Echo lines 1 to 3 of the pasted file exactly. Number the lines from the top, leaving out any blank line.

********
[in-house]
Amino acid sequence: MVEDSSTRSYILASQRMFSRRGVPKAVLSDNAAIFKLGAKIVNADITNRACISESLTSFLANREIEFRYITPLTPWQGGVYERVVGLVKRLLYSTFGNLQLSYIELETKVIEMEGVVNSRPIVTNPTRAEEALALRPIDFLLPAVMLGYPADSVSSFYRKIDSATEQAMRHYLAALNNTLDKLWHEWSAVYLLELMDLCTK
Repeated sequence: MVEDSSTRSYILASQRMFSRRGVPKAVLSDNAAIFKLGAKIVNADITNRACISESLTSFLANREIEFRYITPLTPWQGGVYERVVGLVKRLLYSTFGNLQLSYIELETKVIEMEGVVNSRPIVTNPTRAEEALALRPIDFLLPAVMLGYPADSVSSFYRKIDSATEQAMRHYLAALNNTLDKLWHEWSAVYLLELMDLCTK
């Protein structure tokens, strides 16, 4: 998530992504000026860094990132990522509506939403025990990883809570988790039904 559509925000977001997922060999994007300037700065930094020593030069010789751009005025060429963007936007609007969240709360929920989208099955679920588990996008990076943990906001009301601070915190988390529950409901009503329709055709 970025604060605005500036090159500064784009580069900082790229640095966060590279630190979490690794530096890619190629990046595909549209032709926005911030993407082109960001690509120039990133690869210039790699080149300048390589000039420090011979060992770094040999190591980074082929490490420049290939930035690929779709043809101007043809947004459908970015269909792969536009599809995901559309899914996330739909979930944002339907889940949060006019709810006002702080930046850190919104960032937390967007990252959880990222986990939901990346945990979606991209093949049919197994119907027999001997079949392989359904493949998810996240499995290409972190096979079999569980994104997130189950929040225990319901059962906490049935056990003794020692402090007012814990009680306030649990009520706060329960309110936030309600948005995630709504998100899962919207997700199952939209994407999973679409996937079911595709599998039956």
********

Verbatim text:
[in-house]
Amino acid sequence: MVEDSSTRSYILASQRMFSRRGVPKAVLSDNAAIFKLGAKIVNADITNRACISESLTSFLANREIEFRYITPLTPWQGGVYERVVGLVKRLLYSTFGNLQLSYIELETKVIEMEGVVNSRPIVTNPTRAEEALALRPIDFLLPAVMLGYPADSVSSFYRKIDSATEQAMRHYLAALNNTLDKLWHEWSAVYLLELMDLCTK
Repeated sequence: MVEDSSTRSYILASQRMFSRRGVPKAVLSDNAAIFKLGAKIVNADITNRACISESLTSFLANREIEFRYITPLTPWQGGVYERVVGLVKRLLYSTFGNLQLSYIELETKVIEMEGVVNSRPIVTNPTRAEEALALRPIDFLLPAVMLGYPADSVSSFYRKIDSATEQAMRHYLAALNNTLDKLWHEWSAVYLLELMDLCTK